To Kill a Mockingbird
When the children and Calpurnia return from church they find that Aunt Alexandra,
their father's sister has arrived for an extended visit. Aunt Alexandra is determined
to make over Scout into a proper young lady, a prospect Scout views with horror.
She also talks constantly about the importance of family background and "gentle
breeding." Atticus lets the children know that he thinks Aunt Alexandra's
snobbish pride in her ancestors is evidence of a twisted sense of values. He even
tells them that the ancestor of whom Alexandra is most proud was nothing but a
"sewer-inspector" who went crazy and tried to assassinate the president.
Nevertheless, Atticus insists that the children do their best to make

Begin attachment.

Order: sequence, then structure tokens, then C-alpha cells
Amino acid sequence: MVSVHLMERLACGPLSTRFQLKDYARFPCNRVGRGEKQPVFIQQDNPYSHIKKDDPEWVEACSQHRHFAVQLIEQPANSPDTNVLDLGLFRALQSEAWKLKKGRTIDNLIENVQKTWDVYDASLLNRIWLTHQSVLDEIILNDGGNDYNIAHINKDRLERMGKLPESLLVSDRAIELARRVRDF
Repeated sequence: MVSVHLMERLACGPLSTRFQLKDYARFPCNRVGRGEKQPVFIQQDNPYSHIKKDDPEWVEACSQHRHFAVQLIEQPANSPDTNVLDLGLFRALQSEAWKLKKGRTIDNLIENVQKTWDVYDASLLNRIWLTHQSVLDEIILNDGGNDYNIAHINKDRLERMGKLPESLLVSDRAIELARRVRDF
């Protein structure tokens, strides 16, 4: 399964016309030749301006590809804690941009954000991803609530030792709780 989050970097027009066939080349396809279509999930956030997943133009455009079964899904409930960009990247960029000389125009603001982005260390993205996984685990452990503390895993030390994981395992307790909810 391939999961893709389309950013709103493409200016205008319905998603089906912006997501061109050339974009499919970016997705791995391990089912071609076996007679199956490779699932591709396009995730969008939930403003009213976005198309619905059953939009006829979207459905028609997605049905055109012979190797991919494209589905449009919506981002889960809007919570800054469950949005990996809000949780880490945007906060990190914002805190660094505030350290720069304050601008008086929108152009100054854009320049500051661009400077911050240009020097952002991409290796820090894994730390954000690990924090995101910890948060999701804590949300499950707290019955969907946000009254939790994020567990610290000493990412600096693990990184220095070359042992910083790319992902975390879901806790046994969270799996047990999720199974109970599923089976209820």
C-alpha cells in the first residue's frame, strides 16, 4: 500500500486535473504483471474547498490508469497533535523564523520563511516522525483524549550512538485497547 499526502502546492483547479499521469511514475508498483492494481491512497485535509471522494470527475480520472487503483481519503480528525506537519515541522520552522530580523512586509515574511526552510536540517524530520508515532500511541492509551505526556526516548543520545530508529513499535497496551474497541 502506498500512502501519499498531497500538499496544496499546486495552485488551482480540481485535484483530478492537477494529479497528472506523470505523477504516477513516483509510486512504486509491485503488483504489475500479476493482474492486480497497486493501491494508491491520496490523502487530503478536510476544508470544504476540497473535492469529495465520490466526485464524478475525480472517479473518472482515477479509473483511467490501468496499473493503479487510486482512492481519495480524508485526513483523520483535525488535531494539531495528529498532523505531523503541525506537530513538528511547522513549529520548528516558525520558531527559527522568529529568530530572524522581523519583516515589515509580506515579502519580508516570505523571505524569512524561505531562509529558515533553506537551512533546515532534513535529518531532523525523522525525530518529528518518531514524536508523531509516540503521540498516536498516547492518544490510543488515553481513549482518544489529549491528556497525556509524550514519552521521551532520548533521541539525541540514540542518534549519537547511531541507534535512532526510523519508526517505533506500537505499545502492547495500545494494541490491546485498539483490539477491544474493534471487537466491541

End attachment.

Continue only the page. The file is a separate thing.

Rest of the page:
Aunt Alexandra feel welcome. This is in part just one more proof of Atticus'
willingness to tolerate the peculiarities and faults of others. But there
is another reason for his attitude. Atticus knows that Alexandra's visit
is a sign that she is taking his side against those who criticize him
for defending Tom Robinson. So in this sense perhaps Aunt Alexandra's
belief in the importance of family is not such a bad thing after all.
Alexandra does not really understand why her brother is taking the side
of a black man who is charged with being a dangerous criminal, but she
will not turn her back on a relative in his time of need.
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